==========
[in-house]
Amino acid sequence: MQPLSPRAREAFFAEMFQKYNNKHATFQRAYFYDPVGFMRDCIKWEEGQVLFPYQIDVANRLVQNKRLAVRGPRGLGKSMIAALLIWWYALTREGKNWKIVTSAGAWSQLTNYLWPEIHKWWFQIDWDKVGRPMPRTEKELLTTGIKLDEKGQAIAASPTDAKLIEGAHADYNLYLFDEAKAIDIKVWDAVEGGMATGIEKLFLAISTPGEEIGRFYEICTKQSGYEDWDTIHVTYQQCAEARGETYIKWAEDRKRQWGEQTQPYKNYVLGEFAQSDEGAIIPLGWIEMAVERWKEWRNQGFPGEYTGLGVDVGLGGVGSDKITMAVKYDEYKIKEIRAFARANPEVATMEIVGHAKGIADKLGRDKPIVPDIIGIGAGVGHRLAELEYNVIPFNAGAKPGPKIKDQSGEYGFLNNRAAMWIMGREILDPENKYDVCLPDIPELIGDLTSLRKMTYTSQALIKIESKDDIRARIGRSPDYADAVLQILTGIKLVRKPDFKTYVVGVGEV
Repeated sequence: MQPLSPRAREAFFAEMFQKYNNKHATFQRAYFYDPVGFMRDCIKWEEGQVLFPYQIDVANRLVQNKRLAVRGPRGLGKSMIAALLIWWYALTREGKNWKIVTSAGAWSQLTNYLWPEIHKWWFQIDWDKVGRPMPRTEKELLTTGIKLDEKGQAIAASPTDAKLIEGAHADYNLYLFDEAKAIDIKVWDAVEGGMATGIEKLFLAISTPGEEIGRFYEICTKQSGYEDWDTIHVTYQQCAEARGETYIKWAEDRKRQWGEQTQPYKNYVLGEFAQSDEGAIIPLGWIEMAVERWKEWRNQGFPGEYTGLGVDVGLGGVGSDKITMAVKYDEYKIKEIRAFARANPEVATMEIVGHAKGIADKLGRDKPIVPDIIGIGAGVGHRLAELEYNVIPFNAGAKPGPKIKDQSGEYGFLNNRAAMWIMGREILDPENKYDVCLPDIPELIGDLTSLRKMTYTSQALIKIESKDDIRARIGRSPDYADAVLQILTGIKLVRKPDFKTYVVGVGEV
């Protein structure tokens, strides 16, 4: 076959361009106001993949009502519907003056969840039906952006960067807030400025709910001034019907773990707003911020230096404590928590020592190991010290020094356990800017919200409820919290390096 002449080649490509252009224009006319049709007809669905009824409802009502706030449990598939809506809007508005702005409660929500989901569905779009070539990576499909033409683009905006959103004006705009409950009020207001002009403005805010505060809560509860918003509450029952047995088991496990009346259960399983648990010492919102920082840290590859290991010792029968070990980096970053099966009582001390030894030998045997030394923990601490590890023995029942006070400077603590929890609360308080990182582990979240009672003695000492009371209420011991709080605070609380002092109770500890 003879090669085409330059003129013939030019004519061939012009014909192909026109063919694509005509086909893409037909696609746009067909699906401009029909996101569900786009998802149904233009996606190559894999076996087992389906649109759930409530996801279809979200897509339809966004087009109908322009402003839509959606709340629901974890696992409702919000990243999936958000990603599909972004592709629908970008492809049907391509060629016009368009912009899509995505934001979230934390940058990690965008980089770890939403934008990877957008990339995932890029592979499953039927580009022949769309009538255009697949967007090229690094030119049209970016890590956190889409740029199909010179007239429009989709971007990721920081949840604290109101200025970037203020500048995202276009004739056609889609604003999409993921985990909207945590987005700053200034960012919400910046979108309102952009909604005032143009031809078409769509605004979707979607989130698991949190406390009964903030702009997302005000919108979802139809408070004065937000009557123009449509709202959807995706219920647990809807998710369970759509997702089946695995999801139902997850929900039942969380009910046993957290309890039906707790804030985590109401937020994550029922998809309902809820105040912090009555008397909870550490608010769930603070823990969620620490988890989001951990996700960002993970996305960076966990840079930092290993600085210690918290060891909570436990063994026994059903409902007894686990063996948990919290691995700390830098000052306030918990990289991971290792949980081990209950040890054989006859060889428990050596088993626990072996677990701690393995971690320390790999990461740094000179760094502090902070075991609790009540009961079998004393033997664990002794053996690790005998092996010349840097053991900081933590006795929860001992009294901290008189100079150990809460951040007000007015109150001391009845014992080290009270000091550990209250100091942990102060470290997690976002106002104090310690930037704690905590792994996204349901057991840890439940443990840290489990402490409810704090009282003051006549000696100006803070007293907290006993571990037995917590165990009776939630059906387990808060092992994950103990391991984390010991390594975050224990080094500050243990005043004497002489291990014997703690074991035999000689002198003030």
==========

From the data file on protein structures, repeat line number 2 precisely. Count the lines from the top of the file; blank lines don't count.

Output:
Amino acid sequence: MQPLSPRAREAFFAEMFQKYNNKHATFQRAYFYDPVGFMRDCIKWEEGQVLFPYQIDVANRLVQNKRLAVRGPRGLGKSMIAALLIWWYALTREGKNWKIVTSAGAWSQLTNYLWPEIHKWWFQIDWDKVGRPMPRTEKELLTTGIKLDEKGQAIAASPTDAKLIEGAHADYNLYLFDEAKAIDIKVWDAVEGGMATGIEKLFLAISTPGEEIGRFYEICTKQSGYEDWDTIHVTYQQCAEARGETYIKWAEDRKRQWGEQTQPYKNYVLGEFAQSDEGAIIPLGWIEMAVERWKEWRNQGFPGEYTGLGVDVGLGGVGSDKITMAVKYDEYKIKEIRAFARANPEVATMEIVGHAKGIADKLGRDKPIVPDIIGIGAGVGHRLAELEYNVIPFNAGAKPGPKIKDQSGEYGFLNNRAAMWIMGREILDPENKYDVCLPDIPELIGDLTSLRKMTYTSQALIKIESKDDIRARIGRSPDYADAVLQILTGIKLVRKPDFKTYVVGVGEV